If many of you "cringe" at the thought of having to shoot the formals at a wedding, trust me honey, you are NOT alone! I remember when I first started shooting weddings how paralyzing this was, and although it's still a pain in the neck, time and practice as well as constant practicing has helped me a lot. Although being a photographer, one has to realize, we will NEVER know it all, but having that "can do" attitude sure makes it look like we do, and THIS is essential for putting your clients and the wedding party at ease! I cannot express the importance of the following some very important steps to ensure that this process goes as smoothly and as briefly as possible.
- LOCATION LOCATION LOCATION! Scout out your location prior to the wedding day, Preferably, do this near the time of your actual shoot. For example if the ceremony ends at 3:00 p.m., you will most likely be shooting formals and portraits from 3:15 - 4:00 or so. Visit and scout out the location near the same "shooting time."
- LOOK for shadows, shade, dabbled light, etc.
- When meeting with your clients one of the crucial questions on your info sheet should be: SIZE of the entire wedding party including Bride & Groom
- PLAN on at lease ONE assistant, trust me, you can NOT do this alone unless you are seasoned
- Prepare of LIGHT LIGHT LIGHT! The SUNNY 16 RULE: Even in harsh sunny light, you will need to play a lighting war game with the sun. For example, look at this photo...See how many people? The posing, they are in the OPEN sunlight at or around 12:00 p.m. Now I could have easily placed them under the shade (as they begged), but I politely refused and tried to explain the shadows would be a nightmare. Specs on this shot 200 ss, 200 iso, and f14, with on camera Canon Speedlite 580 EXII. Keep in mind, Sunny 16 rule is usually 250 ss, 250 iso and f16, but on my Canon I feel that is a bit dark for my taste, adjust according to your taste but make sure you have the light as even as possible over each subject. My assistant is holding an off camera strobe Canon 430 XII just to the right of the camera angled diagonally at the group. I asked the group to close their eyes to avoid blinks and squints due to direct sun, and on the count of 1-2-3, they opened their eyes, I took the shot! We repeated this 3 times, and nailed this right out of the camera in LESS than 5 minutes! It did not help that they had the open bar going so they all wanted to go get a beer, and so we have to think quick folks!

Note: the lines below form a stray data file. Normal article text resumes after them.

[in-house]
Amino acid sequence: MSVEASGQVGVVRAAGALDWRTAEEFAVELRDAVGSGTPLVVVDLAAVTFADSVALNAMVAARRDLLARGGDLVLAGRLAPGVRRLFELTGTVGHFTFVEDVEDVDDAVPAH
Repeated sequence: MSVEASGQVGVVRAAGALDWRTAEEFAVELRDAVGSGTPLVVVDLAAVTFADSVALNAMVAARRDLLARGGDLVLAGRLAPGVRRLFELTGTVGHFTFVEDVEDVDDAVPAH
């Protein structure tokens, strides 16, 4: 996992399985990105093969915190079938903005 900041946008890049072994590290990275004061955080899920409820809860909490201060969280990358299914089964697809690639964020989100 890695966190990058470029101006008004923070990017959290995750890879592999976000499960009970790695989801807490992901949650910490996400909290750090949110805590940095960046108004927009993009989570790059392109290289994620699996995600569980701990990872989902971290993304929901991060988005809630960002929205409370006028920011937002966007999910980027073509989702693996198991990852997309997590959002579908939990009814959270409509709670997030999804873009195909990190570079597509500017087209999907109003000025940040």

- With this taken care of..let the party go have their fun and snatch the bride and groom for their mantle and portrait shots. It's so much easier...you can go with your clients and your assistant can stay close to the wedding party and capture other essentials such as reception room prior to having anyone enter, etc.
I am NOT trying to pretend I know it all, in this business, you simply cannot as there is so much to learn! But what I DO know, is I want to share my experience, so many pros like Scott Kelby, Dave Ziser and Joe McNally, Jerry Ghionis, Bambi Cantrell, and others have taught me so much, I want to be part of a community such as this!
Please feel free to comment and to ask away OR even better.....if YOU have a tip or two you would like to share with your fellow photographers, please send me a note, I would love to feature you and your tutorial!
Ok folks that's it for today! See some other examples here where the sunny 16 rule can help overpower sun and window glare!
The glare here with natural light was drowning out the gorgeous blue sky and palms in the background. This was the brides suite's actual window view of Waikiki Beach in Honolulu, and I did NOT want to jeopardize it in the shot. Sunny 16 rule used here.....Again, my goal here was to make this look like a painting, truly the view from this room was amazing!!! These are the bridesmaids bouquets!
(Here is a sample of the same rule, using an off camera video light), my hubby's favorite shot!)